And besides, if a DM screws up game balance, they made a mistake, and is it a bad thing for them to admit to their mistake? Most good players will understand, if I have a player who doesn't understand that sometimes I make mistakes, and is willing to make adjustments, I don't want to play with that player(and I've had that exact problem before, I allowed some spells and feats I shouldn't have, he made a big fuss when I mentioned he was overpowering the party, and now he's not in our group, and we're having fun without him).
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  26. - Top - End - #1466
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    Default Re: D&D 5th Editon Discussion: 6th thread and counting

    Quote Originally Posted by Zeful View Post
    Here's why: Your point that I took umbrage with (this one) essentially made the distinction between good DMs and bad DMs so harsh and unforgiving that anyone trying DMing out for the first time is automatically a bad DM and the value judgement placed in that comment made it out that there was no point in playing with a bad DM, and thus no point in playing with a "new DM" either (hence the comment about a catch-22).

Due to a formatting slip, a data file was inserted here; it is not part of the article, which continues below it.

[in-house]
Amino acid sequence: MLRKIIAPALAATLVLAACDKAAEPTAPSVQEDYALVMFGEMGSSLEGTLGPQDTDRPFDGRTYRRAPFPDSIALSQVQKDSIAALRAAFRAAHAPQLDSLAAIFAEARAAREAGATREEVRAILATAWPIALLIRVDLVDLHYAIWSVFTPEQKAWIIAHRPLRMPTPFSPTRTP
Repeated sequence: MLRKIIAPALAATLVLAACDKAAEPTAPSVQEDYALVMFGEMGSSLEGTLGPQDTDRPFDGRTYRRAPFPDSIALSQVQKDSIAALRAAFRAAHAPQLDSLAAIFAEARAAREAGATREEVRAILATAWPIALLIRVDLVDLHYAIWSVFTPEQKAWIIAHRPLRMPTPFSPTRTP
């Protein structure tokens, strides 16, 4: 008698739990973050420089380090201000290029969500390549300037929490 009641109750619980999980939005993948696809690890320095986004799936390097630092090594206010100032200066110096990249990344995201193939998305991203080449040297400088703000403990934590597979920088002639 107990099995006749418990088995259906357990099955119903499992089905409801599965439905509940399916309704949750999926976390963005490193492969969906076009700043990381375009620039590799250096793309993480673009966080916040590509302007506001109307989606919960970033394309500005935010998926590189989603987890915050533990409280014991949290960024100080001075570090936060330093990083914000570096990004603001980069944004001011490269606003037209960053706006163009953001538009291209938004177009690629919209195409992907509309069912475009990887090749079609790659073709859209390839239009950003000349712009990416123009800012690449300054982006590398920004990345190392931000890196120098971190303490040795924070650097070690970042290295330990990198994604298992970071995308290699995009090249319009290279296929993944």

So, if I understand your argument, considering something a mark of bad DMing indicates that all those who do it are bad DMs, and should be avoided? I don't think that really follows; it's possible to be a kinda lousy DM without being horrendous enough to avoid, and it's possible to do some things that are generally bad DMing without actually being a bad DM.

    On the other hand, some things really aren't very helpful for new DMs, or nearly anyone, to try: they will almost always turn out poorly, as you yourself admit. In what way then is warning new DMs off from them unhelpful, whether with the tag "bad DMing practice" or something else?
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  27. - Top - End - #1467
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    Default Re: D&D 5th Editon Discussion: 6th thread and counting